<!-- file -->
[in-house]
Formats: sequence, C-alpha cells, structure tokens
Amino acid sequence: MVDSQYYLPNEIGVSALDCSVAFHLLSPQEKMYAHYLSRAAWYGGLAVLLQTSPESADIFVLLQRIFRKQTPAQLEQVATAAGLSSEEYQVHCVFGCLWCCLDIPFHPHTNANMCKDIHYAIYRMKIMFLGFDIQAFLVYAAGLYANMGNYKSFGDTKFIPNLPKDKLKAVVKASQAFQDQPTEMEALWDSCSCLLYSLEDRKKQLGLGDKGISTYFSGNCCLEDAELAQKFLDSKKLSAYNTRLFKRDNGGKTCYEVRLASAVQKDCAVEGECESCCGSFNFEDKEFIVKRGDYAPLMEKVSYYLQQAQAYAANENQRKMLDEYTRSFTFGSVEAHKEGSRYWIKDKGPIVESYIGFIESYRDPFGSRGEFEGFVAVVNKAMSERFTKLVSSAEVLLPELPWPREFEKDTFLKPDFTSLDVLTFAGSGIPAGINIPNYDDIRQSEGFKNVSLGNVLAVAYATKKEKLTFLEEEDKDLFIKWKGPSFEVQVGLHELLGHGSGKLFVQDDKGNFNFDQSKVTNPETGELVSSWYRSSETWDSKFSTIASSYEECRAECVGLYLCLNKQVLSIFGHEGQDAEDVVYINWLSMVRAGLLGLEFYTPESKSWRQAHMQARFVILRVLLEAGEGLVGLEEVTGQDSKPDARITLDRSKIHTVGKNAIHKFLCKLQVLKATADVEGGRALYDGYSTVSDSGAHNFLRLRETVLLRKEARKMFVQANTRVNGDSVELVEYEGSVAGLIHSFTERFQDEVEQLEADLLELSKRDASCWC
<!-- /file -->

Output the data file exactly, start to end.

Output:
[in-house]
Formats: sequence, C-alpha cells, structure tokens
Amino acid sequence: MVDSQYYLPNEIGVSALDCSVAFHLLSPQEKMYAHYLSRAAWYGGLAVLLQTSPESADIFVLLQRIFRKQTPAQLEQVATAAGLSSEEYQVHCVFGCLWCCLDIPFHPHTNANMCKDIHYAIYRMKIMFLGFDIQAFLVYAAGLYANMGNYKSFGDTKFIPNLPKDKLKAVVKASQAFQDQPTEMEALWDSCSCLLYSLEDRKKQLGLGDKGISTYFSGNCCLEDAELAQKFLDSKKLSAYNTRLFKRDNGGKTCYEVRLASAVQKDCAVEGECESCCGSFNFEDKEFIVKRGDYAPLMEKVSYYLQQAQAYAANENQRKMLDEYTRSFTFGSVEAHKEGSRYWIKDKGPIVESYIGFIESYRDPFGSRGEFEGFVAVVNKAMSERFTKLVSSAEVLLPELPWPREFEKDTFLKPDFTSLDVLTFAGSGIPAGINIPNYDDIRQSEGFKNVSLGNVLAVAYATKKEKLTFLEEEDKDLFIKWKGPSFEVQVGLHELLGHGSGKLFVQDDKGNFNFDQSKVTNPETGELVSSWYRSSETWDSKFSTIASSYEECRAECVGLYLCLNKQVLSIFGHEGQDAEDVVYINWLSMVRAGLLGLEFYTPESKSWRQAHMQARFVILRVLLEAGEGLVGLEEVTGQDSKPDARITLDRSKIHTVGKNAIHKFLCKLQVLKATADVEGGRALYDGYSTVSDSGAHNFLRLRETVLLRKEARKMFVQANTRVNGDSVELVEYEGSVAGLIHSFTERFQDEVEQLEADLLELSKRDASCWC